In their first court filing responding to a Justice Department antitrust lawsuit, AT&T and Time Warner fought back against claims that the companies’ proposed merger would stifle competition and hurt consumers.

The DOJ argued in its lawsuit last week that AT&T could use its control over Time Warner’s popular networks, like HBO, CNN and TBS, to force rivals to pay hundreds of millions more per year for distribution rights.

In the Tuesday filing, obtained by NBC, AT&T countered that in the current television age, the proposed merger is a “pro-competitive, pro-consumer response to an intensely competitive and rapidly changing video marketplace.”

AT&T pointed to the billions of dollars tech giants are funneling into video content and contended the merger was needed to complete against leading cable incumbents and services such as Netflix, which plans to spend $17 billion on streaming content over the next few years.

“Apple, Google and Facebook, with billions of users and a combined market capitalization of more than two trillion dollars, are likewise investing billions of dollars in their own video offerings,” attorneys for the companies wrote.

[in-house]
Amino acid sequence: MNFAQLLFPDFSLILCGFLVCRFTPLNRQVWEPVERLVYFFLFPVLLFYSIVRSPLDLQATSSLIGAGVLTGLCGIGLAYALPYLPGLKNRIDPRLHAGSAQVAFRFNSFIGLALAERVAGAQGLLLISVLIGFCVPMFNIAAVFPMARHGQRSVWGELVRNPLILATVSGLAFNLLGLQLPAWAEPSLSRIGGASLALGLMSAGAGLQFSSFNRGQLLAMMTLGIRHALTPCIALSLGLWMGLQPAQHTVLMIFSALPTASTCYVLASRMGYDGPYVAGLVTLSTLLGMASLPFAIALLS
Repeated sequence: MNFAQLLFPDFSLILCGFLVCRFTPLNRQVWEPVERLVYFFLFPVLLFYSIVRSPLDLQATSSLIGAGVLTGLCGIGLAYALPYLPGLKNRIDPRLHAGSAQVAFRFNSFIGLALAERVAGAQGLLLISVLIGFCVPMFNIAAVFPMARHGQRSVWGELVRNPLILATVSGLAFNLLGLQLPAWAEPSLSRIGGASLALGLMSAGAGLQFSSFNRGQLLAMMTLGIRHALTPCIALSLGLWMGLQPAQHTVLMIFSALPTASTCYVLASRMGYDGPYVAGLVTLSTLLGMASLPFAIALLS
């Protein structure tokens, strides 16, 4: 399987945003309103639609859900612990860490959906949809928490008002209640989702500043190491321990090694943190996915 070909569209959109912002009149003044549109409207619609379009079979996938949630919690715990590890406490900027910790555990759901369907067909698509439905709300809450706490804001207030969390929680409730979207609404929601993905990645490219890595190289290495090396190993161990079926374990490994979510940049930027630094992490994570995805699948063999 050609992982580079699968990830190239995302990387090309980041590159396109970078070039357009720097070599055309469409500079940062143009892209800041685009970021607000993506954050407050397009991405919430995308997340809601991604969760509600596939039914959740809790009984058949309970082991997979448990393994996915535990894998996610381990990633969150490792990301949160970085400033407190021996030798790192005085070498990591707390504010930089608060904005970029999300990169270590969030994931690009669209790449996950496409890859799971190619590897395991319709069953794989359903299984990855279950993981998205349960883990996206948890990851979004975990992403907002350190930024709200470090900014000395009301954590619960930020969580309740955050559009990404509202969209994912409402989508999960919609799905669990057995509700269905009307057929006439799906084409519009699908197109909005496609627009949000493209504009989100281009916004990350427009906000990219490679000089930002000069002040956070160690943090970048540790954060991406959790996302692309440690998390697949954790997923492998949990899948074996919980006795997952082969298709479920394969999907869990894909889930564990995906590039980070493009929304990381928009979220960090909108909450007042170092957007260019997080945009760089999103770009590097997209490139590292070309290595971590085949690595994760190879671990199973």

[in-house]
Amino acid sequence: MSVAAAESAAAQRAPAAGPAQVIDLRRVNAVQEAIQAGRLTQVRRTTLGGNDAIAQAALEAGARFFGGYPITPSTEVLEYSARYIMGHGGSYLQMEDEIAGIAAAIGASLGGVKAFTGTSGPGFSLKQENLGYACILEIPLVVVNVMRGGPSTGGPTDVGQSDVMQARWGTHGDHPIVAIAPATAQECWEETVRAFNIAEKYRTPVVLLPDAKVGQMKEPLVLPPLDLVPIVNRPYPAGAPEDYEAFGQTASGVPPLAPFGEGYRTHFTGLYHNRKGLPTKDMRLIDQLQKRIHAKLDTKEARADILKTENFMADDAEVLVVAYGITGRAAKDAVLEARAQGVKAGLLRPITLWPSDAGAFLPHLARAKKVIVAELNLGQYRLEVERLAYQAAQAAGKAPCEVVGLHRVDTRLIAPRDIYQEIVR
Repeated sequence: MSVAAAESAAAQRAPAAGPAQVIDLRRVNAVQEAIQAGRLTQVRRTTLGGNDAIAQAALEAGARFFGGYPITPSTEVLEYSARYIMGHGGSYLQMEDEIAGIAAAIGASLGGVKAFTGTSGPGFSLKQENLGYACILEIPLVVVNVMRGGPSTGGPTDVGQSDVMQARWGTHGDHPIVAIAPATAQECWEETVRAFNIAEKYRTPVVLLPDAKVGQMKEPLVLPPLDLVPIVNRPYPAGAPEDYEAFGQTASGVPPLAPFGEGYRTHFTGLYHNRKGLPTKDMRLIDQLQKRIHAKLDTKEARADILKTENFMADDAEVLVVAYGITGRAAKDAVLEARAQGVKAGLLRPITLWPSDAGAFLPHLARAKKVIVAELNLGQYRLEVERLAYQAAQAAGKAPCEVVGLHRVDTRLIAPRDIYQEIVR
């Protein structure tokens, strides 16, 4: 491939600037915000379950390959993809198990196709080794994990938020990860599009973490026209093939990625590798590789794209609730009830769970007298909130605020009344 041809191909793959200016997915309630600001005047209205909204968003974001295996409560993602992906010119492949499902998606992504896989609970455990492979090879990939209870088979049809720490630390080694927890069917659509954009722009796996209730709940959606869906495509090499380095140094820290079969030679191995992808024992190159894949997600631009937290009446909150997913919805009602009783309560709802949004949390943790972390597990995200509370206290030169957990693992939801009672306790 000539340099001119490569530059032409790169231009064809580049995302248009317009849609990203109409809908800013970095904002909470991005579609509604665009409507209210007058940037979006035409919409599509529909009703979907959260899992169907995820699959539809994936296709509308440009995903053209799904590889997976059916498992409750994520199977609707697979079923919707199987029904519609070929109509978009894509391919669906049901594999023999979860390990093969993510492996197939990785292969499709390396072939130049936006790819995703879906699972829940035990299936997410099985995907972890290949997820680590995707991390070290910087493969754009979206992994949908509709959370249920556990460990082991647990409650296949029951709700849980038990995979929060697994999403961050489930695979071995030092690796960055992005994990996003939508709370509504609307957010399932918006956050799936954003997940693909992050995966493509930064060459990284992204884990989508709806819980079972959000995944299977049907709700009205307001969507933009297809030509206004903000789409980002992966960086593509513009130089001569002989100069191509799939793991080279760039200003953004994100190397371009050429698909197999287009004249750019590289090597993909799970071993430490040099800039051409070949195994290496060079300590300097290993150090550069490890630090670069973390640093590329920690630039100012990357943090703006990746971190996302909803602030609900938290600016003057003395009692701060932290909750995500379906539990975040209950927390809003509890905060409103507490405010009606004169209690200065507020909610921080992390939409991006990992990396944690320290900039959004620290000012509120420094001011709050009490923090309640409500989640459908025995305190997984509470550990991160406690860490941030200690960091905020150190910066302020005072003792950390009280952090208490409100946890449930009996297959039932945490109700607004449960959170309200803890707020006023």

The telecom giant also asserted that the transaction is a ‘classic vertical deal” and does not eliminate any competitors from the marketplace – and noted that the DOJ did not oppose the Comcast and NBCUniversal vertical merger in 2011.

The document highlighted concessions Time Warner's Turner already offered to distributors contingent on the deal closing, including forbidding Turner programming from going dark during any potential arbitration over licensing terms.

AT&T filed a second motion proposing a trial date of February 20, 2018. The DOJ proposed a start date of May 7, 2018, which would come after the companies’ recently extended merger deadline of April 22.

“These documents offer even more conviction to our belief that [AT&T] is gearing up for a courtroom fight,” Wells Fargo Senior Analyst Jennifer Fritzsche wrote in a note to investors Wednesday. The February start date, she added, would be viewed as favorable as it could help start an “expedited trial.”